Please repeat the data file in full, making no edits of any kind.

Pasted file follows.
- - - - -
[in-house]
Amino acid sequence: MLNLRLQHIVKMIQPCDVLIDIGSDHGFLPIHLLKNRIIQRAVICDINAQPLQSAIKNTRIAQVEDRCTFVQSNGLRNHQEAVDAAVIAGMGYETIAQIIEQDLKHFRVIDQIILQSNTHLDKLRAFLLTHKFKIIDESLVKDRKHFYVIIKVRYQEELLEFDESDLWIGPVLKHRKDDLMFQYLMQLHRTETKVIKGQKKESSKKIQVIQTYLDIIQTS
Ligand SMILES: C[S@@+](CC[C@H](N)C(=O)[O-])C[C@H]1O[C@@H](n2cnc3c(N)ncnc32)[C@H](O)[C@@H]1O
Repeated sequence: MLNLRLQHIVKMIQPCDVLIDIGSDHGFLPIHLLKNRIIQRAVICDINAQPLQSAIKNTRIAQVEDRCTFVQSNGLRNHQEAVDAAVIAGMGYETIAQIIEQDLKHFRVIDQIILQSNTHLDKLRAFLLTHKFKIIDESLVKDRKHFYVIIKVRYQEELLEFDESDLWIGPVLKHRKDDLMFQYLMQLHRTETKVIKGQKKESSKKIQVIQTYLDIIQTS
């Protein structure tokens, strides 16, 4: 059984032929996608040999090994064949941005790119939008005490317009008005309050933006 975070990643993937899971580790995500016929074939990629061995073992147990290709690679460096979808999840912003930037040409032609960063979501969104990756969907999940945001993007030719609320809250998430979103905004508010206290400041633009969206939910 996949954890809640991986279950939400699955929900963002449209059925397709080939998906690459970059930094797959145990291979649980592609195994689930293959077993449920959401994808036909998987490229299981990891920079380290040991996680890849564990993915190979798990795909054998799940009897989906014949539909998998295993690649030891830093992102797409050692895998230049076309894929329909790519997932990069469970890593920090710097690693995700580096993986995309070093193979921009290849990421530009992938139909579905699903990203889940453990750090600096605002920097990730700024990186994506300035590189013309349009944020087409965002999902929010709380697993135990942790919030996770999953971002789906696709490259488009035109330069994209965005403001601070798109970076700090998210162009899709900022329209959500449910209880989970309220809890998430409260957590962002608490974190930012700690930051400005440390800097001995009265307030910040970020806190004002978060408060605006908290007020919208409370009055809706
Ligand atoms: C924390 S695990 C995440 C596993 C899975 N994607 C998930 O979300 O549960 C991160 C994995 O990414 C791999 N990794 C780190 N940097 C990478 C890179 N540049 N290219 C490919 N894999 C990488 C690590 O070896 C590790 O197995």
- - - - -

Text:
[in-house]
Amino acid sequence: MLNLRLQHIVKMIQPCDVLIDIGSDHGFLPIHLLKNRIIQRAVICDINAQPLQSAIKNTRIAQVEDRCTFVQSNGLRNHQEAVDAAVIAGMGYETIAQIIEQDLKHFRVIDQIILQSNTHLDKLRAFLLTHKFKIIDESLVKDRKHFYVIIKVRYQEELLEFDESDLWIGPVLKHRKDDLMFQYLMQLHRTETKVIKGQKKESSKKIQVIQTYLDIIQTS
Ligand SMILES: C[S@@+](CC[C@H](N)C(=O)[O-])C[C@H]1O[C@@H](n2cnc3c(N)ncnc32)[C@H](O)[C@@H]1O
Repeated sequence: MLNLRLQHIVKMIQPCDVLIDIGSDHGFLPIHLLKNRIIQRAVICDINAQPLQSAIKNTRIAQVEDRCTFVQSNGLRNHQEAVDAAVIAGMGYETIAQIIEQDLKHFRVIDQIILQSNTHLDKLRAFLLTHKFKIIDESLVKDRKHFYVIIKVRYQEELLEFDESDLWIGPVLKHRKDDLMFQYLMQLHRTETKVIKGQKKESSKKIQVIQTYLDIIQTS
């Protein structure tokens, strides 16, 4: 059984032929996608040999090994064949941005790119939008005490317009008005309050933006 975070990643993937899971580790995500016929074939990629061995073992147990290709690679460096979808999840912003930037040409032609960063979501969104990756969907999940945001993007030719609320809250998430979103905004508010206290400041633009969206939910 996949954890809640991986279950939400699955929900963002449209059925397709080939998906690459970059930094797959145990291979649980592609195994689930293959077993449920959401994808036909998987490229299981990891920079380290040991996680890849564990993915190979798990795909054998799940009897989906014949539909998998295993690649030891830093992102797409050692895998230049076309894929329909790519997932990069469970890593920090710097690693995700580096993986995309070093193979921009290849990421530009992938139909579905699903990203889940453990750090600096605002920097990730700024990186994506300035590189013309349009944020087409965002999902929010709380697993135990942790919030996770999953971002789906696709490259488009035109330069994209965005403001601070798109970076700090998210162009899709900022329209959500449910209880989970309220809890998430409260957590962002608490974190930012700690930051400005440390800097001995009265307030910040970020806190004002978060408060605006908290007020919208409370009055809706
Ligand atoms: C924390 S695990 C995440 C596993 C899975 N994607 C998930 O979300 O549960 C991160 C994995 O990414 C791999 N990794 C780190 N940097 C990478 C890179 N540049 N290219 C490919 N894999 C990488 C690590 O070896 C590790 O197995």